Wednesday, October 28, 2015

"Fates and Furies," by Lauren Groff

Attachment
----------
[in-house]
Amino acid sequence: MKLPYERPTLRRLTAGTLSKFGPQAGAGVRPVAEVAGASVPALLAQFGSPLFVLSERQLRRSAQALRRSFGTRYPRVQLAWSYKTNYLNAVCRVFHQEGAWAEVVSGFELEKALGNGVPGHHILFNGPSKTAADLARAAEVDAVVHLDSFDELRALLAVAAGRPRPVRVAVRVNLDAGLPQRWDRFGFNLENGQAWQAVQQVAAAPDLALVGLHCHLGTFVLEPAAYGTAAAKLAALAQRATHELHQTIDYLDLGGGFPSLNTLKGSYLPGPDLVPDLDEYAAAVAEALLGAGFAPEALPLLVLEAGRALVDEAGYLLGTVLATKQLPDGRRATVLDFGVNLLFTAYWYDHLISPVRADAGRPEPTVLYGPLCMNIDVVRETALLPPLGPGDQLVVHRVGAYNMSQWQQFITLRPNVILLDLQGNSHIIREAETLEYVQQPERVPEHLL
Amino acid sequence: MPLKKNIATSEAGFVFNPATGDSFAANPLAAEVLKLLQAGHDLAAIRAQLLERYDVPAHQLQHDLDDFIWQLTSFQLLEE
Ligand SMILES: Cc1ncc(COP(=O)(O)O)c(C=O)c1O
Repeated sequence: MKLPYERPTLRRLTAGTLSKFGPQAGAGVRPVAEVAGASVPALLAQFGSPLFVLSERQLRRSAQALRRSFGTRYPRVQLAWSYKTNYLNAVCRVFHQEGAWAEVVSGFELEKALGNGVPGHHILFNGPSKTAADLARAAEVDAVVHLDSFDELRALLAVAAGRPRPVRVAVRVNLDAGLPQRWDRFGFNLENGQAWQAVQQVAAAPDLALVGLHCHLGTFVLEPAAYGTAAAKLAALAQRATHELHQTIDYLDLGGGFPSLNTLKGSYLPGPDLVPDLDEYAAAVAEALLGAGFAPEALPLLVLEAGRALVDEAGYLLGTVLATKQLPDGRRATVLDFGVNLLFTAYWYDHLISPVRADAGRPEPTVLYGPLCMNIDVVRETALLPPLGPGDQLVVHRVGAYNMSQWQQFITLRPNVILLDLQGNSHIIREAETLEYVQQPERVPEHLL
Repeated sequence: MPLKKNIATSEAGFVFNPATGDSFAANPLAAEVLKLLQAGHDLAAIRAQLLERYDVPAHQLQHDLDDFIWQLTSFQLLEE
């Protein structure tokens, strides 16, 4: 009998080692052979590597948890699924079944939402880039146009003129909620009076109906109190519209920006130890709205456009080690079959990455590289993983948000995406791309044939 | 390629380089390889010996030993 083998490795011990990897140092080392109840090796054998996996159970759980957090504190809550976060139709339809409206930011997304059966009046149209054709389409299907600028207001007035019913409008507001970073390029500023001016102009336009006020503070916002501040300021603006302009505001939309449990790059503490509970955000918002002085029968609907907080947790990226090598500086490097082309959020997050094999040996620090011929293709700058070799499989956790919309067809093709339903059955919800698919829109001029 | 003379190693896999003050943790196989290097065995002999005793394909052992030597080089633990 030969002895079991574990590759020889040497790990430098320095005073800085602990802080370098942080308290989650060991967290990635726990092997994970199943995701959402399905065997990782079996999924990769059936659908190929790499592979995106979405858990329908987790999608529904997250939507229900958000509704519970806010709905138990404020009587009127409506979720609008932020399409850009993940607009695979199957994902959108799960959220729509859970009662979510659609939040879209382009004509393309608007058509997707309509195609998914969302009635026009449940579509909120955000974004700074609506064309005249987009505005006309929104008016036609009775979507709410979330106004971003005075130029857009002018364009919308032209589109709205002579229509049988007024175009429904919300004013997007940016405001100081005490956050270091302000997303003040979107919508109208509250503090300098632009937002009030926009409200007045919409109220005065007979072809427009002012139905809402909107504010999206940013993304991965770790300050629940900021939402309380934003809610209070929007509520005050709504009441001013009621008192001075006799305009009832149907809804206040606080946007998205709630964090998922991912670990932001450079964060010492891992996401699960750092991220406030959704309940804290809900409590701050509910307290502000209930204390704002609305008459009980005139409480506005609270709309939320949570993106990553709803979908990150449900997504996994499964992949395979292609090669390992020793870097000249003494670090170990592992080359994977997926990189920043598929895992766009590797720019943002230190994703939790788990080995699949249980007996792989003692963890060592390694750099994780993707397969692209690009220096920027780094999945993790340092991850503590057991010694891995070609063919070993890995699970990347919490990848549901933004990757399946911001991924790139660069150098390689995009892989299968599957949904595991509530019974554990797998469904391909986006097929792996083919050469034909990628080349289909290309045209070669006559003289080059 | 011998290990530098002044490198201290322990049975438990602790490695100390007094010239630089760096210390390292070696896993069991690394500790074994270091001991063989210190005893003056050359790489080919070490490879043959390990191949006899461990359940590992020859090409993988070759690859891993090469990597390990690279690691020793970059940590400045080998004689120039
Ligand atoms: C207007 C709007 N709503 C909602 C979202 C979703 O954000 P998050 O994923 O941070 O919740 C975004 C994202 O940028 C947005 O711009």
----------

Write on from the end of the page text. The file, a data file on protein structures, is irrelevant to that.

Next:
Fierce! That is the word I thought of when reading, and especially when finishing, Lauren Groff’s novel about a marriage, “Fates and Furies” (Riverhead, 2015). Even the title sounds fierce, doesn’t it? And of course mythic. The marriage is that of Lotto, a renowned playwright, and Mathilde, who both supports him and needs her own identity. They have an extraordinary, and extraordinarily intense, connection. The first half of the novel, “Fates,” describes the beginnings of their love affair and then their marriage and life together, mostly from the point of view of Lotto. The second half, “Furies,” focuses on Mathilde’s experiences and perceptions. Lotto tends to have a positive if somewhat fatalistic view of life, and is happy to benefit from Mathilde’s fierce contending with life on his behalf. Mathilde herself, we find out in the second section, has her own “furies” against the unfairness of life, and against, at times, Lotto’s serene acceptance of fate and his taking for granted of her (Mathilde’s) constant fighting and advocacy for him and his career. Mathilde, in other words, is not always or completely the loving and supportive wife (artistic version) that she appears. Is this good or bad? This is actually an irrelevant question; the description is exactly that: description. Neither character is clearly right or wrong, good or bad, but this novel looks way beyond such categories. Of course feminist readers, myself included, will interpret the story of this marriage, and in particular of Mathilde’s blend of love, work, and fury, through a feminist lens. One thing that slightly bothered me was the assumption, and frequent reiteration, that these two characters are unique, special, extraordinary; readers are supposed to take this on faith. However, this novel is certainly compelling, although sometimes uncomfortable and even unsettling, with its aspects of love, passion, art, success, failure, competition, secrets, betrayal, and more. The portrayal of the world of art and literature is part of the draw of this novel. Most important, perhaps: The writing is powerful, and at times surprising, which is a wonderful quality in fiction.
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